The delay to Brexit had a noticeable impact on stock holdings and purchasing activity during November. Finished goods inventories fell at the steepest rate in over two-and-a-half years, while input buying volumes fell to one of the greatest extents since early-2013. These contractions were a marked reversal from the solid increases seen in the lead-up to the October 31st exit date.
Hiscox shares stumble as investors brace for relegation
Shares in Hiscox are slipping this morning, as investors bet the company will lose its spot in the FTSE 100 during this week’s reshuffle calculation.
The insurance company has ended up in the relegation zone after a series of share-price hits chipped its market cap below the threshold for inclusion in the top index. EasyJet will likely take its spot.
For Hiscox, which entered the blue-chip index twelve months, a fall would cap off a torrid few months, in which costs from claims related to Hurricane Dorian and recent wildfires in California forced it to warn it may not return to profitability for two or three years.
The group said this was a “conservative” expectation, “which of course it will aim to exceed”. A double rating cut in early November that knocked prompted a 17pc one-day share price fall may have been the final nail in its coffin.
- Read more: Storm-hit Hiscox heads for FTSE exit
Hargreaves Lansdown’s Nicholas Hyett said weather events had “blown a hole” in Hiscox’s bottom line. “The good news is premiums have continued to grow,” he added, “but that’s unlikely to offset the headwind from increased claims in the short term.”
The quarterly review of the indices will take place based on tomorrow’s closing prices. Any FTSE 100 company that slips to 111th place or below on the all-share index is automatically demoted, while any company outside the blue-chip index that take 90th position or above is automatically added.
Eurozone factory activity scores best reading in three months, but continued slowdown indicated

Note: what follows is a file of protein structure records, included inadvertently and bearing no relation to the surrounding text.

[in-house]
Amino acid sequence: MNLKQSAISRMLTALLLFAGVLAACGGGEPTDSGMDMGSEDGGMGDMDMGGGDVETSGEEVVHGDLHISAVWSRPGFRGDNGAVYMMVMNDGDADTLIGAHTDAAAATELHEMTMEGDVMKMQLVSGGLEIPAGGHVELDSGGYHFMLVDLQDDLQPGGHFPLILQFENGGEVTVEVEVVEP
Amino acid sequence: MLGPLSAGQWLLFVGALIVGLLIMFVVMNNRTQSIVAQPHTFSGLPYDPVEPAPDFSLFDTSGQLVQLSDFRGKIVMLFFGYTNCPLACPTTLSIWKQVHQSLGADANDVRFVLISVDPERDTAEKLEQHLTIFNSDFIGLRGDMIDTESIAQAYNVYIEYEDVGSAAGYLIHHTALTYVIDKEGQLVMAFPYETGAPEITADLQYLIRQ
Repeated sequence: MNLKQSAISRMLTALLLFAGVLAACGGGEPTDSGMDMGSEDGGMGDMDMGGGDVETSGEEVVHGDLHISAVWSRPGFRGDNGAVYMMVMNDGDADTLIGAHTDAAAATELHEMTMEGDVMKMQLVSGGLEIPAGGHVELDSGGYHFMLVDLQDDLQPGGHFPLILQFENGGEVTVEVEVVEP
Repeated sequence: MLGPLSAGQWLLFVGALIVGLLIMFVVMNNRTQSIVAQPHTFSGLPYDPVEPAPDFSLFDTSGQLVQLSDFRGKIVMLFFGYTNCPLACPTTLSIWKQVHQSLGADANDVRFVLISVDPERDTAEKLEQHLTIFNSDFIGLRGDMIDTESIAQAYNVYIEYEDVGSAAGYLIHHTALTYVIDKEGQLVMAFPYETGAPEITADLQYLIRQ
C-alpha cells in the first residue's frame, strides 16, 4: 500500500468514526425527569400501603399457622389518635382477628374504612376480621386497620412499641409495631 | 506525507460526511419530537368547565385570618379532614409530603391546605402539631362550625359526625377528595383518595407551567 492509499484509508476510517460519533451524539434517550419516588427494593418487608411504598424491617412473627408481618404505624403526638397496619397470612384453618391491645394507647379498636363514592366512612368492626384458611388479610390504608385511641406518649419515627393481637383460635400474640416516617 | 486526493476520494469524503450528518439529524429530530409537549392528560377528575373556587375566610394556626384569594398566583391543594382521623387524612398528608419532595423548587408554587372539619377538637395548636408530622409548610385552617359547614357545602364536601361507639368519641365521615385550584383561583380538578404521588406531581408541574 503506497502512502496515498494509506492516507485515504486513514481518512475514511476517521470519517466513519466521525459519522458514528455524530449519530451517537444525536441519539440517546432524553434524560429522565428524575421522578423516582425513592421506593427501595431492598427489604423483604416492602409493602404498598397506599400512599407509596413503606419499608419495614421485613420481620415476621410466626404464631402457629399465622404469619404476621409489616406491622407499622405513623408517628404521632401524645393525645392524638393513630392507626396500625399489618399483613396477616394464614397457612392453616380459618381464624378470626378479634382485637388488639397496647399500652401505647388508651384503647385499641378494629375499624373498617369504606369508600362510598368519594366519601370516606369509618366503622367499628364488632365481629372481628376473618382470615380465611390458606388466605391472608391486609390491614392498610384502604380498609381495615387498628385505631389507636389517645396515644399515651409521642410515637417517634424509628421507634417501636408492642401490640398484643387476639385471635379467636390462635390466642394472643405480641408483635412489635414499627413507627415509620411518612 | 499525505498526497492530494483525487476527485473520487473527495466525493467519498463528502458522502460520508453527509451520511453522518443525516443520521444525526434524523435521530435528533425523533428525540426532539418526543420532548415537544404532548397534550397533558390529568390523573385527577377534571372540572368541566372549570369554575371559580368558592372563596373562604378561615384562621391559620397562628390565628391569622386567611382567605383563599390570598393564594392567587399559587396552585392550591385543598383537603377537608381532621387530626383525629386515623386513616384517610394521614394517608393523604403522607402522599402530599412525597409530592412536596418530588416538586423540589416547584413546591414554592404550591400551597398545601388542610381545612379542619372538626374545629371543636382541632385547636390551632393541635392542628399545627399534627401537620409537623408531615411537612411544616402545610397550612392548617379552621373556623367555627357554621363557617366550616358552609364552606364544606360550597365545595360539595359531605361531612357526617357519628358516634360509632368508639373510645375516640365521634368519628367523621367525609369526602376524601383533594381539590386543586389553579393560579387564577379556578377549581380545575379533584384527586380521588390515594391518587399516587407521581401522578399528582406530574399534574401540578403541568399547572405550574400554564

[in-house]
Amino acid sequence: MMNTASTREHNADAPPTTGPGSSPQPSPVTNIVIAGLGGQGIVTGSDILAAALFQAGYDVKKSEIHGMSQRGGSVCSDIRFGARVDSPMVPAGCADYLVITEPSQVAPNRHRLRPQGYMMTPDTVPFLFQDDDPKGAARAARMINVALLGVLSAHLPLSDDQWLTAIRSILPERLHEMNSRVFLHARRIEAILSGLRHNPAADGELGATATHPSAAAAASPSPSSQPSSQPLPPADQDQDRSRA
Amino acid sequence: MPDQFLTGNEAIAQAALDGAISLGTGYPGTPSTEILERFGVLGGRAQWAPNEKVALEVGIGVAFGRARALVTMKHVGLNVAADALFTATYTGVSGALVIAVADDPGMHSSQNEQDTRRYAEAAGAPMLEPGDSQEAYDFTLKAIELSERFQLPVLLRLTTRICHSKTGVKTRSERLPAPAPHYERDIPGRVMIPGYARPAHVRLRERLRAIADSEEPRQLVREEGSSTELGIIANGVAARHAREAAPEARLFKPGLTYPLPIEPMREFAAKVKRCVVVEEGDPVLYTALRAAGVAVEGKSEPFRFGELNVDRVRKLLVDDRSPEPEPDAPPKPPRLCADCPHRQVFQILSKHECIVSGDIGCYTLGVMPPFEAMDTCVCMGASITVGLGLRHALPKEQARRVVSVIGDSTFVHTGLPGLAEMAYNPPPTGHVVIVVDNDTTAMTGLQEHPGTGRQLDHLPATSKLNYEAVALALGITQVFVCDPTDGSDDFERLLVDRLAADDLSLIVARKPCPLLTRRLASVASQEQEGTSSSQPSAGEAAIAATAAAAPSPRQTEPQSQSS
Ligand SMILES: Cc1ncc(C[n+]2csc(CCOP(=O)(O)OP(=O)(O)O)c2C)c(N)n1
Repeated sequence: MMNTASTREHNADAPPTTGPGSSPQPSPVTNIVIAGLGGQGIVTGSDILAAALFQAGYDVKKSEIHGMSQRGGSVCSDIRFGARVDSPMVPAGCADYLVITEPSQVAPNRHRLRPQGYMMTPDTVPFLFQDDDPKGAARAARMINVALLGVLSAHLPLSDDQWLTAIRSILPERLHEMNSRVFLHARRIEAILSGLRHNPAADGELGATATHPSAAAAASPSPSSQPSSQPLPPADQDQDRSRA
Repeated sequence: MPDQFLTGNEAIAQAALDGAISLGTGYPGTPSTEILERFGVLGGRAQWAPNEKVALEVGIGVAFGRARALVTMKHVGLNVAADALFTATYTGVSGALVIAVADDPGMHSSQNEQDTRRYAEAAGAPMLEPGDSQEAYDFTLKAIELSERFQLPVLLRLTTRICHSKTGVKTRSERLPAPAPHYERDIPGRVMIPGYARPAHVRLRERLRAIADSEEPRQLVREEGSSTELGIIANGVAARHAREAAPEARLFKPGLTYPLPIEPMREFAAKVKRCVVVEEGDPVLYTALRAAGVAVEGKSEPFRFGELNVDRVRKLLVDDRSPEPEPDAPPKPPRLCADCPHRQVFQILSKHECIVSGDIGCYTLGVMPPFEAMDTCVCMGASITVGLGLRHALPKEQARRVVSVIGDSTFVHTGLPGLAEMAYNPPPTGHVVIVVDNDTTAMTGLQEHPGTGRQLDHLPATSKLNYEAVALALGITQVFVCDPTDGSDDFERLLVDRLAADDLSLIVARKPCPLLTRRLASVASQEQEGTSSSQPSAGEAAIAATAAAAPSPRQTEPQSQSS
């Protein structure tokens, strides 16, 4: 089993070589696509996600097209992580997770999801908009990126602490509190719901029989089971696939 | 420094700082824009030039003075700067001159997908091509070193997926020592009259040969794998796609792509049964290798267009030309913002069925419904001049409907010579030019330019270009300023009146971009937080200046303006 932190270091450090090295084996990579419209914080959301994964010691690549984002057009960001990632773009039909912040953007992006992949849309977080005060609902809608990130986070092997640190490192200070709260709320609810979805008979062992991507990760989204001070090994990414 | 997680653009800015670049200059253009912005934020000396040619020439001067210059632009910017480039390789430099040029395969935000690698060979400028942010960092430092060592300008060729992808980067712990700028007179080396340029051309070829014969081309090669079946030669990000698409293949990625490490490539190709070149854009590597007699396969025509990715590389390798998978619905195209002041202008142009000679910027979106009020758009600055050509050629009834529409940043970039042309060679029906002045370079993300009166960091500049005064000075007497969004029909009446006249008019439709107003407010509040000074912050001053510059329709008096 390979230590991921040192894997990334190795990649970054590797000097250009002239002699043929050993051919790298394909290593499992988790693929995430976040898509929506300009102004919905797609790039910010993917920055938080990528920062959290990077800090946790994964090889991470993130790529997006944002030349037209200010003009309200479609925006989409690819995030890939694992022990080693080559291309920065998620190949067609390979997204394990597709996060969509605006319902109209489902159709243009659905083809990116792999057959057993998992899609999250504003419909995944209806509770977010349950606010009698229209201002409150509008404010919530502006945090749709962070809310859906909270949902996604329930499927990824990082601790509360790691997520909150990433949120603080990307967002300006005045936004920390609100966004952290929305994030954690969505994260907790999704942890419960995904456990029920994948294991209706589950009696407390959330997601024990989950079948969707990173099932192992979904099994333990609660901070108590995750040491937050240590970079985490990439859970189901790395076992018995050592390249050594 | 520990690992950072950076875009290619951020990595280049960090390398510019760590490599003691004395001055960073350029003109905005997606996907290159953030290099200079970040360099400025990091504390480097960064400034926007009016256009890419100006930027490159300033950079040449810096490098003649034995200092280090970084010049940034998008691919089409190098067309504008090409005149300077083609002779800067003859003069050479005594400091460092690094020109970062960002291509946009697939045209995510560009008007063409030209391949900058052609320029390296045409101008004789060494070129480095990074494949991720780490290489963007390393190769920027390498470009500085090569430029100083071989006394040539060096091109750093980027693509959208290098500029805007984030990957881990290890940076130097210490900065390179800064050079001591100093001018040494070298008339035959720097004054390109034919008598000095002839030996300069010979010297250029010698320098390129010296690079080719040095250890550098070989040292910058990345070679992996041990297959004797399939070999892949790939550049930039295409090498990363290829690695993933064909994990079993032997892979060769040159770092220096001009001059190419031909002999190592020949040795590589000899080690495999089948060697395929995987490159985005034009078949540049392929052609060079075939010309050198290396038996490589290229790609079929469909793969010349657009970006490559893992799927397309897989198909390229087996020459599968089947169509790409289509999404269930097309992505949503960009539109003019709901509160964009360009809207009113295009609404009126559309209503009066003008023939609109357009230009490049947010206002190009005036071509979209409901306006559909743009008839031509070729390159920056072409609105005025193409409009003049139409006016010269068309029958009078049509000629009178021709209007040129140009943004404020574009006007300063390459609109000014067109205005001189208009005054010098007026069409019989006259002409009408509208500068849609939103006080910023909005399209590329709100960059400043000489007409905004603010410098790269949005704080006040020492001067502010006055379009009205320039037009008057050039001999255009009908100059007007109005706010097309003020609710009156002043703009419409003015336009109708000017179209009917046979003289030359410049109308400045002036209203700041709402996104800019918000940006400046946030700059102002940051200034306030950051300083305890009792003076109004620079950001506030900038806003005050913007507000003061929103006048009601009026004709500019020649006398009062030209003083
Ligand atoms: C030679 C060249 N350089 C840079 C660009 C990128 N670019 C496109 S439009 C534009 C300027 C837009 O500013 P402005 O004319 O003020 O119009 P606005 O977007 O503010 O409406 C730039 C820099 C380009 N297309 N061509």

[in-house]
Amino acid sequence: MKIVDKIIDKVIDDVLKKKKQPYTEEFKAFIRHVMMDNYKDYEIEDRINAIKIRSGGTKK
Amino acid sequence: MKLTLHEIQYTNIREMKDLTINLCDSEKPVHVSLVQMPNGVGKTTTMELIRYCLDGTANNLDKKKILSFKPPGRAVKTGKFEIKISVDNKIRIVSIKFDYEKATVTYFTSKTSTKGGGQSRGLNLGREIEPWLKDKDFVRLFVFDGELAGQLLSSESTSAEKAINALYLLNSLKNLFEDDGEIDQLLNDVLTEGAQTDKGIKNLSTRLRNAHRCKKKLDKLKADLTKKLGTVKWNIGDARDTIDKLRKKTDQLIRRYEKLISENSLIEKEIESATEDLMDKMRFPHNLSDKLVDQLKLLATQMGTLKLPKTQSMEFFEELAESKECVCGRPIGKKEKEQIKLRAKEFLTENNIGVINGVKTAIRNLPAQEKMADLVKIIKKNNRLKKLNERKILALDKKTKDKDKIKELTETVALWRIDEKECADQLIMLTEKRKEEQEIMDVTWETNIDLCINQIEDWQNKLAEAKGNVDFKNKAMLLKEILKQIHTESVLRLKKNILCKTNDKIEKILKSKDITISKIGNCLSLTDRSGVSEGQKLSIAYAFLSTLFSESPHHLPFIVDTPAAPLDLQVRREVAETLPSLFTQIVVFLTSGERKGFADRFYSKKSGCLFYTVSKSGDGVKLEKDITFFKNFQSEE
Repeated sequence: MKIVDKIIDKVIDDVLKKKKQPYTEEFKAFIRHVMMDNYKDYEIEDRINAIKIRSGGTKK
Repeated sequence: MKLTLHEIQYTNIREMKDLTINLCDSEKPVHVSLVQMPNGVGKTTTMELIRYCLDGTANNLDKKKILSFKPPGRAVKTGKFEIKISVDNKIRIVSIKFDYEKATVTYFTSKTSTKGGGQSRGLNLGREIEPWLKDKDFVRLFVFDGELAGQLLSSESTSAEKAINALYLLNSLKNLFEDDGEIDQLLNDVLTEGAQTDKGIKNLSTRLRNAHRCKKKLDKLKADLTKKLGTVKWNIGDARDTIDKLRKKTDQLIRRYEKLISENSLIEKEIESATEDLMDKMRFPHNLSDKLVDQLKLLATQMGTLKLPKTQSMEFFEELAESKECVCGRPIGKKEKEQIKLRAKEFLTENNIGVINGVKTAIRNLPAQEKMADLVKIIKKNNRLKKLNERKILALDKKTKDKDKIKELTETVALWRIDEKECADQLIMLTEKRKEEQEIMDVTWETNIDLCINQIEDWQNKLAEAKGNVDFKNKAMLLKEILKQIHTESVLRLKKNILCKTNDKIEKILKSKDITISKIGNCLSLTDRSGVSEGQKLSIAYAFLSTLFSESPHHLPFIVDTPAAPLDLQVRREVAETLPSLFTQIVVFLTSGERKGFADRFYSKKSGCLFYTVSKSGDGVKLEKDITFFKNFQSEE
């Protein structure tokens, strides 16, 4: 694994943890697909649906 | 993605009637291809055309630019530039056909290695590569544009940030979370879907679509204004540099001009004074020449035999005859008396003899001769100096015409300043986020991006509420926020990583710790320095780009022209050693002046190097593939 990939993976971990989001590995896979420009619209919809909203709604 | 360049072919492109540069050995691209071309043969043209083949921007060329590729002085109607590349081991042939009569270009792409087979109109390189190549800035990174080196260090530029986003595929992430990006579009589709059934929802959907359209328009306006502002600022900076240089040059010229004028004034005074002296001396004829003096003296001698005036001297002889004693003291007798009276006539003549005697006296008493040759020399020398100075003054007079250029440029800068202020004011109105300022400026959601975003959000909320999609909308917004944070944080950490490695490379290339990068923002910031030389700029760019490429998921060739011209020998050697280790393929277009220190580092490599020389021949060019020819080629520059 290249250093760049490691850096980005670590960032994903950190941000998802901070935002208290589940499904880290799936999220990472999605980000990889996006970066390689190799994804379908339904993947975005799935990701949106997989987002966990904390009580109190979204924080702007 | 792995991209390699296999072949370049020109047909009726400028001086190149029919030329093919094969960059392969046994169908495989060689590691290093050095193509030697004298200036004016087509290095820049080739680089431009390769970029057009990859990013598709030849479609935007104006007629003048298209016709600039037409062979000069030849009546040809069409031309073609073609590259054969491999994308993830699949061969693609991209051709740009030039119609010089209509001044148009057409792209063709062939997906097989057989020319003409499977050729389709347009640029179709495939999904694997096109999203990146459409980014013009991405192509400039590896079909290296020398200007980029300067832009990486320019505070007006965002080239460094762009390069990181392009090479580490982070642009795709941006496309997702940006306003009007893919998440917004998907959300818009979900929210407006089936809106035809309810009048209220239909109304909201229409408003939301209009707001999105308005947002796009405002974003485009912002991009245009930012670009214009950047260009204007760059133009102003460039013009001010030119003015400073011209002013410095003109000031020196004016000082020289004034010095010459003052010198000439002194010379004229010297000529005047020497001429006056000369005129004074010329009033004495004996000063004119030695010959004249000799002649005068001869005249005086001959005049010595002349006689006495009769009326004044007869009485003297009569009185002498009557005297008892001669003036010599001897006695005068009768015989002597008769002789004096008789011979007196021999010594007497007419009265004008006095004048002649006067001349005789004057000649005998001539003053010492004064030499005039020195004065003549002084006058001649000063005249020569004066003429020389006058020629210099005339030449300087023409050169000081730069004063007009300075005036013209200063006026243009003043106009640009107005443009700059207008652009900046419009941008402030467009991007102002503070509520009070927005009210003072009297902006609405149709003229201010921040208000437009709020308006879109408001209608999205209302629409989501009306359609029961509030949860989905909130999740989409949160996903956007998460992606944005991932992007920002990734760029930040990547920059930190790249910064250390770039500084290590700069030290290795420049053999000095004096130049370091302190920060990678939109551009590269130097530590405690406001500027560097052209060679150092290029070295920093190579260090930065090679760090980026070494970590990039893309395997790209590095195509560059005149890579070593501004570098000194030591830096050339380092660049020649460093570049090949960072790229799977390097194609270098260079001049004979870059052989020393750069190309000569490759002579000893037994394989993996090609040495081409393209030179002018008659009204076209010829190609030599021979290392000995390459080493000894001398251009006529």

More purchasing managers’ index activity data, this time the final reading for the Eurozone as a whole. The reading is a mix – on the one hand, a score of 46.9 (where above 50 indicates growth) is the best in three months, but the figure also indicates a slowdown in the sector is continuing.
Data-gatherers IHS Markit said:
At the market groups level, both the intermediate and investment goods sectors remained inside contraction territory during November, although in each case rates of decline were weaker. Operating conditions for consumer goods producers were unchanged compared to October
Its chief economist, Chris Williamson, said:
Although still signalling a steep rate of decline, the manufacturing PMI nonetheless brings some encouraging signals which will fuel speculation that the worst is over for euro area producers, barring any new set-backs (notably in relation to Brexit and trade wars)...
...Perhaps most promising is a marked upturn in business sentiment, particularly in Germany, with optimism about production in the year ahead hitting a five-month high in November. Producers’ renewed optimism in part reflects reduced concerns over trade wars.
Hong Kong retail sales continue to sink
This morning brought fresh poor economic news for Hong Kong, as the financial hub remains wracked by disruption from pro-democracy protesters.